“Short Circuit,” Disney’s experimental shorts program, returns August 4 on Disney+ with five new animated works about personal growth: “Crosswalk” concerns a pedestrian frustrated by a street light that won’t change; “Dinosaur Barbarian,” the program’s first 2D short, conjures a caveman superhero trying to clean up his act; “Going Home” explores a young adult repeatedly visiting his hometown; “No 2 to Kettering” follows a shy British girl who takes a dreary bus ride every morning; and “Songs to Sing in the Dark” offers a battle in a dark cave between two constantly evolving creatures.
“Each [director] had a personal connection to their short, and that was a great starting point,” said “Short Circuit” production manager Jennifer Newfield. “That gave them a clear direction and engagement with the story.”
Ryan Green (“Crosswalk”) imagined his ancestors urging him on instead of waiting for the light to change; Kim Hazel (“Dinosaur Barbarian”) channeled her obsession with ’80s cartoons and their theme songs; Jacob Frey (“Going Home”) confronted his fear of losing his parents; Liza Rhea (“No 2 to Kettering”) animated a bittersweet childhood memory; and Riannon Delanoy (“Songs to Sing in the Dark”) leveraged her parents background as research scientists and her own interest in evolutionary biology.
“I thought about the dilemma of being at a crosswalk and the anxiety of waiting for the light to change with no traffic,” Green said. “It’s about personal freedoms versus social living and I thought about my ancestors and all they went through in coming to this country.”
Initially, he conceived of a 2D flashback, but it was too confusing and time-consuming, so he condensed it to an evolutionary framing device. “You can argue either way on this topic, and it was a metaphor for my own view on pushing too far on things.”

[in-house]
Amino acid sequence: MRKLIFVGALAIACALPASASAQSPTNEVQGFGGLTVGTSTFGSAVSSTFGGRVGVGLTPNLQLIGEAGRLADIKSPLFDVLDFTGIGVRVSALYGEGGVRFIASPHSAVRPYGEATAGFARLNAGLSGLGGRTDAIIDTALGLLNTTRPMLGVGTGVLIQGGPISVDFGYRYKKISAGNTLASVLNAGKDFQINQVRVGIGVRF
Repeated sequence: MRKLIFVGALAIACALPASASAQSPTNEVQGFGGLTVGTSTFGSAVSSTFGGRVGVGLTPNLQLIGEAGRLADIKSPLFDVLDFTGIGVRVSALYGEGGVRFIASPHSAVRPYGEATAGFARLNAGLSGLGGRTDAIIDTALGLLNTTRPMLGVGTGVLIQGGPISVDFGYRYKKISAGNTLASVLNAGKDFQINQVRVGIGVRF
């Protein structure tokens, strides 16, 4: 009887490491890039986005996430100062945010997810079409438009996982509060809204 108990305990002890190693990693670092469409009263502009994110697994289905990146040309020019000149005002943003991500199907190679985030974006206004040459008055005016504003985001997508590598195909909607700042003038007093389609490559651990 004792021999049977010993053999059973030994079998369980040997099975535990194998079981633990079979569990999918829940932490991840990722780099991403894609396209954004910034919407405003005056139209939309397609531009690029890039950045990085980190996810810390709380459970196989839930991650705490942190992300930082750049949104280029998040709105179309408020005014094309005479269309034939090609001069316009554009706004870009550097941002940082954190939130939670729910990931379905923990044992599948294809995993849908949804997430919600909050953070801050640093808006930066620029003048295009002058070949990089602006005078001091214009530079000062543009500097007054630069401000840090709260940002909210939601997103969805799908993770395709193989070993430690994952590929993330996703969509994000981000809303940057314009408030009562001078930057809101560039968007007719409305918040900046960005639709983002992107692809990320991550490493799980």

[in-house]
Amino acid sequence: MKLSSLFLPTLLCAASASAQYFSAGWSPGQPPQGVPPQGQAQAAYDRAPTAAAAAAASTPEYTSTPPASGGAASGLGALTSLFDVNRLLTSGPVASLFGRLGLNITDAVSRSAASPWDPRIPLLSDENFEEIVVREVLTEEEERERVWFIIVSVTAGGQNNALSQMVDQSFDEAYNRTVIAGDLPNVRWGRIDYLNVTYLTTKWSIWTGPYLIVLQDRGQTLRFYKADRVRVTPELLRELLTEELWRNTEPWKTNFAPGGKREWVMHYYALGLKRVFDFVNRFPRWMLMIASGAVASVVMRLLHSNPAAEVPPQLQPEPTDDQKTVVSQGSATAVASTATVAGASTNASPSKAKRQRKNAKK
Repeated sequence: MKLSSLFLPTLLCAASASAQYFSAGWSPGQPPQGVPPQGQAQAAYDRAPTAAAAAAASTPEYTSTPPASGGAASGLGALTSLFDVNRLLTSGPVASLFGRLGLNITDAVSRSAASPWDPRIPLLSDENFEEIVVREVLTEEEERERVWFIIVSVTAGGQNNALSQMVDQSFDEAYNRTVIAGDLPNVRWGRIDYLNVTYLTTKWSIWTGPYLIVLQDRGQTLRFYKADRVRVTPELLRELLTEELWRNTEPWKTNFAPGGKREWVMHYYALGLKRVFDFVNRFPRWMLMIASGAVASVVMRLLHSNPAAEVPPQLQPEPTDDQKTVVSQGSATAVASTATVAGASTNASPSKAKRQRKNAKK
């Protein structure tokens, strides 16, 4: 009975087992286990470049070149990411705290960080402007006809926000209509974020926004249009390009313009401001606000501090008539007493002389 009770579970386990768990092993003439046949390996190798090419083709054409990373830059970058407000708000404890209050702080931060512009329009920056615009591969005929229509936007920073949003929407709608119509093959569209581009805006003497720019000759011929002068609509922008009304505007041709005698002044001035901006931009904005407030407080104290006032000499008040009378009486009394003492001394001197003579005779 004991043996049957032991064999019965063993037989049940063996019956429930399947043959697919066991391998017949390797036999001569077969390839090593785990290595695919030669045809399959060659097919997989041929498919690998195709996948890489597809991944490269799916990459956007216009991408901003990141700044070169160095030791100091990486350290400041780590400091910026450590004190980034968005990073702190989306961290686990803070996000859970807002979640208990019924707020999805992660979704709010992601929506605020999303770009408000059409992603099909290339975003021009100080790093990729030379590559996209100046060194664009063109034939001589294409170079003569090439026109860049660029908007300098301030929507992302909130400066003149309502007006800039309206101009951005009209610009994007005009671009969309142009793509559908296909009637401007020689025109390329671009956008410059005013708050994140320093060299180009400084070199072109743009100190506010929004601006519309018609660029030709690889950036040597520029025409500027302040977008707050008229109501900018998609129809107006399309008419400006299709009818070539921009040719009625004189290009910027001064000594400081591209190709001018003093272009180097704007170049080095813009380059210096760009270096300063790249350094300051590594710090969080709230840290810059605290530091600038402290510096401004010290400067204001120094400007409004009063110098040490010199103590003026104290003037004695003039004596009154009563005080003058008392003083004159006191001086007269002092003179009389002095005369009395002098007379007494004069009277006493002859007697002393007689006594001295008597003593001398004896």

Although Hazel had never animated in 2D before, Newfield introduced her to the 2D pipeline, which allowed her to perform ink-and-paint duties while observing the rest of the hand-drawn workflow. “I had done pencil tests and draw overs,” she said, “but I had so much to learn about the process.” Fortunately, Hazel knew exactly what kind of design she wanted (a cross between “He Man,” “ThunderCats,”and “Care Bears”), as well as the type of theme song. And The Mondo Boys delivered the infectious retro result.
Frey’s “Going Home” was an intricate puzzle to solve with the changing of the seasons, weather, characters, and wardrobe. Newfield actually cleared out one area of the studio for the crew to sit down to figure it out.
“It was definitely based on my personal experience of moving to Los Angeles from Germany,” he said. “And it took a long time to accept this as my new home. But ultimately it feeds on this inner fear of mine that someday I won’t be returning home anymore because my parents won’t be there. It was sad and rewarding. Animators wanted to join the project because they either had gone through the experience of losing their parents or they could relate to the same thing when returning home.
Frey solved his puzzle of visual change through continuous movement. “The look was flat and painterly yet desaturated and somber, to convey the mood of traveling to Europe during a long, gray winter.”
Reah’s short was the most autobiographical of all, depicting the experience of coming out of her shell. However, she embellished it by inventing a laughing toddler to brighten the mood both thematically and visually. “I love stop-motion,” she said, “and I wanted the film to have a tactile feel and the textures to be over-sized. It’s a touchy, feel-y look that went with the real experience.”
“Songs to Sing in the Dark,” which allowed Delanoy to “re-imagine your appearance and nature in the mind of an observer,” posed the greatest technical challenge as a hybrid short. It required the use of CG animation to look illustrative with its 2D-like blue and purple shapes and characters, and made use of the studio’s Oscar-winning Meander drawing system (“Paperman,” “Feast”).
“I tried to find animators who could do 2D and 3D so they could work on their shots together and in some cases we split it up,” said Delanoy. Rough layout was done in 3D and the 2D animation was placed in the 3D environment. “Meander allowed us to take the line work behind the scenes and turn it into a self-illuminating object, and we could change the work on the fly with a randomizer for different looks, including a live-wire quality,” she said.
The animation was accompanied by an immersive sound and score by sound designer Benjamin Robinson. And the end result was an evolutionary war of dominance. “I’m interested in animals and the interplay of what we sense and what we perceive as reality,” Delanoy said.
Short Circuit is available to stream on Disney+.